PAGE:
95. We heard evidence that the UK, and the Commonwealth as a whole, may be failing to make the most of the opportunities opened up by the Commonwealth connection.[133] Lord Howell considered some ways in which the Commonwealth connection could be put to better use by the UK, urging British business and Government to "think much more in our investment, project capital development and huge new development programmes of the Commonwealth connection." He urged British business to use Commonwealth connections to tap new sources of capital for infrastructure projects. Sovereign wealth funds of "these very prosperous Asian nations, and of course the oil-producing nations of the Middle East, are the wealth funds that we need to develop our dilapidated infrastructure".[134] Lord Howell told us that it would be wise to invest more UK time and effort in making use of the Commonwealth network and "the gateways it provides to other giant new markets, which are next door to the Commonwealth, like China and like Brazil".[135] Ms Kirsty Hayes, Head of the International Organisations Department in the FCO, noted that the Department was responding to Asian growth by opening a number of additional subordinate posts in India "to take advantage of the prosperity agenda there and also strengthening posts within south-east Asia".[136]

96. However, in the current climate of austerity the scope for increasing the diplomatic effort in this area must be limited. It is not surprising therefore that the FCO should stress the potential of greater contacts with the Commonwealth Business Council, which has many private sector members and is a self-funding part of the "unofficial Commonwealth". The CBC says that it "strives to provide a bridge between the private sector and governments, between emerging markets and developed markets, and between small businesses and the international private sector." Its goal is to "achieve economic empowerment for shared global prosperity through the enhancement of the private sector contribution to social and economic development." The Council's activities include the submission of papers on business issues to Commonwealth governments and the organisation of events (around 70 events per year). The CBC also provides some consultancy services to businesses. The CBC's largest event is the Commonwealth Business Forum which precedes each CHOGM; the 2011 Forum in Perth was the largest to date.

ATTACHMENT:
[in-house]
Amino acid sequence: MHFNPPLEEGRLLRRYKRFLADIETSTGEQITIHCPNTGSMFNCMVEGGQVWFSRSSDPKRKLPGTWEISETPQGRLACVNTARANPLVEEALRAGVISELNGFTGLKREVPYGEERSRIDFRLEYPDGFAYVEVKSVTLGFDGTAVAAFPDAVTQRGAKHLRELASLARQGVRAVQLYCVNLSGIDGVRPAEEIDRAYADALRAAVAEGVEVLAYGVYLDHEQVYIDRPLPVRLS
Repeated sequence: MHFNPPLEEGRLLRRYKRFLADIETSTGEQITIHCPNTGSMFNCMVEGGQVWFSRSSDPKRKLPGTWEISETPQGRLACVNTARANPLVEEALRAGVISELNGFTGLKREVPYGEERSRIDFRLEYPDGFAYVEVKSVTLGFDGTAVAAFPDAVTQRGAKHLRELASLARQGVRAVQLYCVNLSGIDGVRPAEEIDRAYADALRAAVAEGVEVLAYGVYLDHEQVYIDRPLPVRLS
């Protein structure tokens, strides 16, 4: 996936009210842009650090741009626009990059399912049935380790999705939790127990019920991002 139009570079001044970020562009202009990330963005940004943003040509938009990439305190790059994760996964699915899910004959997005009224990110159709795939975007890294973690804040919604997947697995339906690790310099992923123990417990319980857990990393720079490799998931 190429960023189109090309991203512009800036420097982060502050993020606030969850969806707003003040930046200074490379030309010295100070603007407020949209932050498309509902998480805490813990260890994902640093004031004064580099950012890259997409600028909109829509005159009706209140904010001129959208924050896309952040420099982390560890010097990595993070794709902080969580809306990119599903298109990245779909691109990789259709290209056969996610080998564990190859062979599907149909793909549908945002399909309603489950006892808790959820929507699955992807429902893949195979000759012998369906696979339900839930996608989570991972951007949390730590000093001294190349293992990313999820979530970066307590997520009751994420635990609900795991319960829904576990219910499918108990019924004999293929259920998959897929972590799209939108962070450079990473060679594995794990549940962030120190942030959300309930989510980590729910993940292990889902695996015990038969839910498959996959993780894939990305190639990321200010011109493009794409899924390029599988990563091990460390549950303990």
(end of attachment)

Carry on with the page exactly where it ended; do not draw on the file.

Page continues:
97. The FCO told us that it was hoping to use the forthcoming appointment of a new CBC director general as "the starting point for renewed dialogue on cooperation".[137] However there is clearly much work to be done; the FCO voiced doubts about whether the potential of the CBC was being fully exploited by UK businesses, telling us that "across the board, the value of the CBC's work to the UK has been seen by some as limited" although a number of large UK firms did "recognise the networking opportunities the CBC can offer and are active participants in their events".[138]

98. We are not convinced that member states are making the most of the economic and trading opportunities offered by the Commonwealth. There may not be a distinctive "Commonwealth factor" in trade and investment, but the Government should do more to help create such a factor. In particular, we agree with Lord Howell's remark that the UK should "concentrate ... very much more" on seeking finance for infrastructure projects in the UK from sovereign wealth funds, including those in fast-growing Commonwealth countries.